Kortek xx14

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Korean-made (duh!) quad-sync (standard, medium, VGA, SVGA) monitors. Digital control with OSD, dynamic focus, EDID, the works. Really awesome monitors... when they work. Usually has a Samsung tube, occasionally an LG.

Service manual here.

Model number is simply KT-xx14(D)(F), where xx is the screen size. F, presumably, means a flat tube; D means dual focus.

Known variants:

  • KT-2114F
  • KT-2114DF
  • KT-2914
  • KT-2914F
  • KT-2914DF
  • KT-3414DF (somewhat uncommon; it's rumored that these were a special commission made for Andamiro and only used in Pump it UP and In the Groove 2 cabinets. Likely, as the PCB is marked KT-2914, and they certainly haven't been found anywhere else.)

For whatever reason, these monitors fully support DPMS. You can turn them soft-off the way you would a newer consumer monitor -- by grounding the connector shell without sending a signal. Maybe it was intended that they'd make a consumer version at some point.

This chassis is a bit unusual in that the heater voltage comes from a dedicated rail on the power supply, instead of the flyback. Of course, this means the flyback is special... and hard to find. New/NOS dual focus flys are not available period; your only hope is to find a donor chassis. All sizes use the same flyback, and single focus chassis have shipped with dual focus flys and the second wire left disconnected, so that helps.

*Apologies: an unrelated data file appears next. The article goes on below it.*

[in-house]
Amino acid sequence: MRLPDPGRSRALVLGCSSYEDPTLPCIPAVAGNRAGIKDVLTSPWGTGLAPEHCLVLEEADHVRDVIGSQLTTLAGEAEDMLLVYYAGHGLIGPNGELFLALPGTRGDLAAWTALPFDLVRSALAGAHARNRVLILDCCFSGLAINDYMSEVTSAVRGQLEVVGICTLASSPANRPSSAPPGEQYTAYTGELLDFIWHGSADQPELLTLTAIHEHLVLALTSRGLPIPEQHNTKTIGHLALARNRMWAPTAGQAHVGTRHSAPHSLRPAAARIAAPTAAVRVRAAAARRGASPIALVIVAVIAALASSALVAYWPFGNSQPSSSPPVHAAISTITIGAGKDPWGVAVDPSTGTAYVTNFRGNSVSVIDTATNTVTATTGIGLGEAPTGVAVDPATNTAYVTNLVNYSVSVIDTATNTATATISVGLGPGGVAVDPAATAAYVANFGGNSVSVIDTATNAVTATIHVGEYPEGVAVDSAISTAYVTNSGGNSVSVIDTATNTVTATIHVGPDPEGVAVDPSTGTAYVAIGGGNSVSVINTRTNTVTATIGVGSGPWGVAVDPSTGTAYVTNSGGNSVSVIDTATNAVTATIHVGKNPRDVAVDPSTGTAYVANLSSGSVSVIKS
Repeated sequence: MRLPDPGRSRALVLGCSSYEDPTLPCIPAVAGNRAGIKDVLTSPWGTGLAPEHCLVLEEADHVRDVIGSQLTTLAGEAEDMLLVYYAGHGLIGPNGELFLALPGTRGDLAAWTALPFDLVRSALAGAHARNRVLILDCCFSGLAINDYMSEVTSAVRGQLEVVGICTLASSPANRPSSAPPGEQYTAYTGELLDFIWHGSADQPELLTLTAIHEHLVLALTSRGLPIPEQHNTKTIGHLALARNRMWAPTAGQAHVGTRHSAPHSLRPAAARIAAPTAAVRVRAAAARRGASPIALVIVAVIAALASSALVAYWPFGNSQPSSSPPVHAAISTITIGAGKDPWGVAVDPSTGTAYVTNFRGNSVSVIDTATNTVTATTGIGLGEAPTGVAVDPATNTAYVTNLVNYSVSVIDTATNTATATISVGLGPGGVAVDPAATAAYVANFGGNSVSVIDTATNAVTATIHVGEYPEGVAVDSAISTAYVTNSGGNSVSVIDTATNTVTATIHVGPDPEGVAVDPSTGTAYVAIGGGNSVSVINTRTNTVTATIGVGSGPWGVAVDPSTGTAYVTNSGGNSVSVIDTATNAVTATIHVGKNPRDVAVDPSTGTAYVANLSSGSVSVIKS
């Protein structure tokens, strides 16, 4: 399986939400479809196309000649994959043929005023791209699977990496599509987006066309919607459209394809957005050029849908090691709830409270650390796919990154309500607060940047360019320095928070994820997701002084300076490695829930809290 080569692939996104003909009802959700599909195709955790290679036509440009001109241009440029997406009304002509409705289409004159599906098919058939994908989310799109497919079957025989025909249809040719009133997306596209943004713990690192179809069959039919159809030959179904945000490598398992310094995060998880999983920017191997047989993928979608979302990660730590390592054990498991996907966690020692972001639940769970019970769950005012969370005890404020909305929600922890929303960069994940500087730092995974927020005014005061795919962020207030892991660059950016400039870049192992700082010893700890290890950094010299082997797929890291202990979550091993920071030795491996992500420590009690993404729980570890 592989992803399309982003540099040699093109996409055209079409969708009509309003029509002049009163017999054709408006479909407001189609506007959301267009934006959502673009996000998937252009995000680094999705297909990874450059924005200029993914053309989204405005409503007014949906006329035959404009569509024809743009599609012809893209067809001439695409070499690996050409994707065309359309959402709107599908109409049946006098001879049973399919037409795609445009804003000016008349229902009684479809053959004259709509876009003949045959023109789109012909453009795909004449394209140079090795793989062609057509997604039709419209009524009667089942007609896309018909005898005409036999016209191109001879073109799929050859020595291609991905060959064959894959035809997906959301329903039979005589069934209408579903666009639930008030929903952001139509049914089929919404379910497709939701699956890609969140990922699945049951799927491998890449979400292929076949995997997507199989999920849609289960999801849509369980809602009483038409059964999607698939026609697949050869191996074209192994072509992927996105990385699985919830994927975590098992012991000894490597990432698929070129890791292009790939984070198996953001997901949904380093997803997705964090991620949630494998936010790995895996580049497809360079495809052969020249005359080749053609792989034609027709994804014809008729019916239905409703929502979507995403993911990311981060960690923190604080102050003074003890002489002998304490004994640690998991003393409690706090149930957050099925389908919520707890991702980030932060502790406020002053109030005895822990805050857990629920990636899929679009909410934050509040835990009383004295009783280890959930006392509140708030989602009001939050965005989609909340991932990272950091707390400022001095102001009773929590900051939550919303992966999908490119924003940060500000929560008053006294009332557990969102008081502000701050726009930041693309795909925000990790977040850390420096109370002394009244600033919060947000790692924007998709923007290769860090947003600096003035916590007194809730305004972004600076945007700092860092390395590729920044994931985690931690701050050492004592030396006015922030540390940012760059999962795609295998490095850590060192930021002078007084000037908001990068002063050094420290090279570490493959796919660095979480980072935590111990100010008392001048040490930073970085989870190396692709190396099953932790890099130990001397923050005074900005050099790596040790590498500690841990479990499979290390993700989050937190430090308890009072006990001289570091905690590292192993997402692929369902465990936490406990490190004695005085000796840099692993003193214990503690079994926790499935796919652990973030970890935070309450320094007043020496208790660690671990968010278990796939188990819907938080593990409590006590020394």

Switch mode power supply; 90-264V full range.

Common failures:

  • Flyback... yeah. If the picture is really unstable in both directions, you might want to just get a new monitor.
  • EEPROM corruption. Turn up the flyback screen voltage until you get a little bit of raster glow; if you're a little lucky, you'll get a faint image as well. Turn it off, then back on while holding UP on the remote board. Then press MENU. This will get you the factory OSD menu. From here you should be able to fix the picture. Check the color temperature setting in particular.
  • Cold/weak solder joints. In particular, reflow T101, C728, C727, C709, C705, C702 (source)
  • Bad capacitors. A lot of these chassis came from the capacitor plague era. Swap ALL electrolytics, using the part list in the service manual as a guide. Even if the monitor works, you might want to swap them anyway. Bad caps can kill other, more expensive components.